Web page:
We’ve been to Yarmouth Nova Scotia several times to catch a ferry to the United States. Apparently we are not alone. Yarmouth’s prosperity seems to rely on ferry service. When ferry service is cut, the city falls into hard times. When ferry service is restored, it fares better.
Previously getting to Yarmouth was not an issue as we could rent a car in Halifax and return it in Yarmouth. But Covid, the lack of tourism, and rental car shortages changed this for our 2023 trip. No buses, no planes, no one-way car rentals. After exhausted research and many phone calls, we finally found a shuttle service to do the job. Hopefully this will get easier. But we finally made it.
Yarmouth, like much of southern Nova Scotia, was initially founded by French settlers (in 1651). After years of on-and-off fighting, the British took it over in 1755 and expelled the original settlers. New Englanders moved in, taking over the land which they retained even after some of the Acadians were allowed to return.
Yarmouth emerged as an important port and shipbuilding center in the 19th and early 20th centuries before falling into decline. The history of the town is told at the Yarmouth County Museum and Archives and at the Penton-Fuller House, which was the summer home of Alfred Fuller—founder of the Fuller Brush Company.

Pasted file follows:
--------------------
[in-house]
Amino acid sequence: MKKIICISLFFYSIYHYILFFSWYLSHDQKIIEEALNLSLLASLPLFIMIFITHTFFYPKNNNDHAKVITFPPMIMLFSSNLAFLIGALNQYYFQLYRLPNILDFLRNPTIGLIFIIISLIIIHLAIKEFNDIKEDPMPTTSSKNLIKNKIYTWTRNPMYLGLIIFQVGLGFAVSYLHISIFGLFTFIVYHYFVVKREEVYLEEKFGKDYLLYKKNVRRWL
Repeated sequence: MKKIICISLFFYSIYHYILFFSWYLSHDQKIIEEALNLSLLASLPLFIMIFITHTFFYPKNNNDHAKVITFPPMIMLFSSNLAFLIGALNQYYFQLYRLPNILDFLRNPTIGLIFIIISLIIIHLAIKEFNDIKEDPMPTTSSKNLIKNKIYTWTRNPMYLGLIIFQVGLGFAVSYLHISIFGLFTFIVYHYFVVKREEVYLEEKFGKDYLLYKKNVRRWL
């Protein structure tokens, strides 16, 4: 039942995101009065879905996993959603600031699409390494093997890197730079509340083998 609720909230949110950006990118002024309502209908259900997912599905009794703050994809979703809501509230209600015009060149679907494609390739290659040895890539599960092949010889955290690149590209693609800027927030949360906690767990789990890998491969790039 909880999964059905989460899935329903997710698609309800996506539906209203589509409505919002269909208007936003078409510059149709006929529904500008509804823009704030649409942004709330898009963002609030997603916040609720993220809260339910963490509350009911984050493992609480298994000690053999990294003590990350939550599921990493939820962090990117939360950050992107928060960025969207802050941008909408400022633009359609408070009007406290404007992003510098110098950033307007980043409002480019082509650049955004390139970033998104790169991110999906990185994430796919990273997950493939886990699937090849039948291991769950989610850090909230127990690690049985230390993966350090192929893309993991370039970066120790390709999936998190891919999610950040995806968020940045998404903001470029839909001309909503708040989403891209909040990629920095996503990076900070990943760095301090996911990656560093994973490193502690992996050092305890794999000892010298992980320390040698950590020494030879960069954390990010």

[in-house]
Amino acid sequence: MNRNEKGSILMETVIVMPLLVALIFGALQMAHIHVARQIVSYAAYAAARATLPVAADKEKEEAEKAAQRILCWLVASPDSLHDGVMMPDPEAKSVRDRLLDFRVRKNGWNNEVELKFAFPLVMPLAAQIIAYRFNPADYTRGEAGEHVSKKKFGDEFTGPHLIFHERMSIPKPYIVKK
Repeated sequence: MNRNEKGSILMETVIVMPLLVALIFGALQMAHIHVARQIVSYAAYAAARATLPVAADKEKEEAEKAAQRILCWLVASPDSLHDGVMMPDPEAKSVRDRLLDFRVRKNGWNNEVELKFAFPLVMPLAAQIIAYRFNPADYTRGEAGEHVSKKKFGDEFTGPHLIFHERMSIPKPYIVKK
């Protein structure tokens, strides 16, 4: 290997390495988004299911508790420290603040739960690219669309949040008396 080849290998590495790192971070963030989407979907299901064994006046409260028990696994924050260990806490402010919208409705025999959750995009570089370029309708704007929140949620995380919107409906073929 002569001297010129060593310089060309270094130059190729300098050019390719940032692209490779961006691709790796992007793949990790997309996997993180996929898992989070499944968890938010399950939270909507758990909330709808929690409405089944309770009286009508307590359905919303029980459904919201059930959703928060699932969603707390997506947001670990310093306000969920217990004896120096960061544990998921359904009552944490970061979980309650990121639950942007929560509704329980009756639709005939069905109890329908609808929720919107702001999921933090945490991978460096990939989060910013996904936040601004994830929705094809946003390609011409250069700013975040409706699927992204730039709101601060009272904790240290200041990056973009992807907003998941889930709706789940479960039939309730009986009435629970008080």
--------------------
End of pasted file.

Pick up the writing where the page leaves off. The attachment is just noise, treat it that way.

As this was basically a brief stop with a purpose of catching a ferry, we didn’t have a lot of time to explore the town. But we were able to glimpse some of the town’s restored historic buildings and a pretty small commercial street.
On our 2023 trip we only had one meal and it was at Rudders Seafood Restaurant and Brewery, which is the same place we ate at on a previous trip. We began with a Caesar salad before going on to learn about deep-fried bar clams—a form of Ipswich clam that lives on sand bars and is supposed to be sweeter than the Ipswich. Since we didn’t do a side-by-side comparison, it was difficult to judge if they were indeed sweeter. They were, however, sweet and tasty, although we would have preferred a bit less breading. We finished with a seafood casserole with lobster, shrimp, scallops, mushrooms, and spinach in a white wine cream sauce. While it was good, it was not especially memorable. The limited wine list offered significantly more options than those of the Annapolis Valley and Cape Breton restaurants. In absence of an interesting white wine, we selected a serviceable, if basic Lindeman’s Bin 99 Pinot Noir.
We have stayed at Yarmouth’s Best Western, which is an adequate hotel. But the place we prefer is the lovely historic MacKinnon-Cann Inn.
Each room has a theme. Ours was from I Love Lucy, complete with comfortable twin beds and 1950s furnishings. Our bathroom was large and had great lighting. Good wifi. Air conditioning not needed (the only minor issue was that our window fan had a squeak). The effort in restoring this building shows. It is a mere 5 blocks away from the ferry terminal, making it easy to hop on the ferry the next morning. Breakfast was basically whatever we wanted as they have a full kitchen onsite. We ordered eggs, toast, fresh fruit and yogurt–all very tasty.